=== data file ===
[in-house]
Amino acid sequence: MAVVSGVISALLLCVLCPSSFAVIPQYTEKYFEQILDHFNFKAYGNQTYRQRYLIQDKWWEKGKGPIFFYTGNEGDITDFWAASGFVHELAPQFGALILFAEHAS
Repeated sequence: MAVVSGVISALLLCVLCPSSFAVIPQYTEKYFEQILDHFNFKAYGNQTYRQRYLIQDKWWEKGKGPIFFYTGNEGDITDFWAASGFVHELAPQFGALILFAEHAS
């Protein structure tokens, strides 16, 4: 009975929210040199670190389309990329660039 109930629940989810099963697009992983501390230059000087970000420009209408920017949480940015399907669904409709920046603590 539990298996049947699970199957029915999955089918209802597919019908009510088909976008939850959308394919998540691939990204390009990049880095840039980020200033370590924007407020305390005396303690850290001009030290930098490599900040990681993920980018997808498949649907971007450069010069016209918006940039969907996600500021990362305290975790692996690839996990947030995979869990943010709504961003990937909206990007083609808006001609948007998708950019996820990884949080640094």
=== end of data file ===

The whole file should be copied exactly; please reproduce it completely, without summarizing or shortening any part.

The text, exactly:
[in-house]
Amino acid sequence: MAVVSGVISALLLCVLCPSSFAVIPQYTEKYFEQILDHFNFKAYGNQTYRQRYLIQDKWWEKGKGPIFFYTGNEGDITDFWAASGFVHELAPQFGALILFAEHAS
Repeated sequence: MAVVSGVISALLLCVLCPSSFAVIPQYTEKYFEQILDHFNFKAYGNQTYRQRYLIQDKWWEKGKGPIFFYTGNEGDITDFWAASGFVHELAPQFGALILFAEHAS
């Protein structure tokens, strides 16, 4: 009975929210040199670190389309990329660039 109930629940989810099963697009992983501390230059000087970000420009209408920017949480940015399907669904409709920046603590 539990298996049947699970199957029915999955089918209802597919019908009510088909976008939850959308394919998540691939990204390009990049880095840039980020200033370590924007407020305390005396303690850290001009030290930098490599900040990681993920980018997808498949649907971007450069010069016209918006940039969907996600500021990362305290975790692996690839996990947030995979869990943010709504961003990937909206990007083609808006001609948007998708950019996820990884949080640094």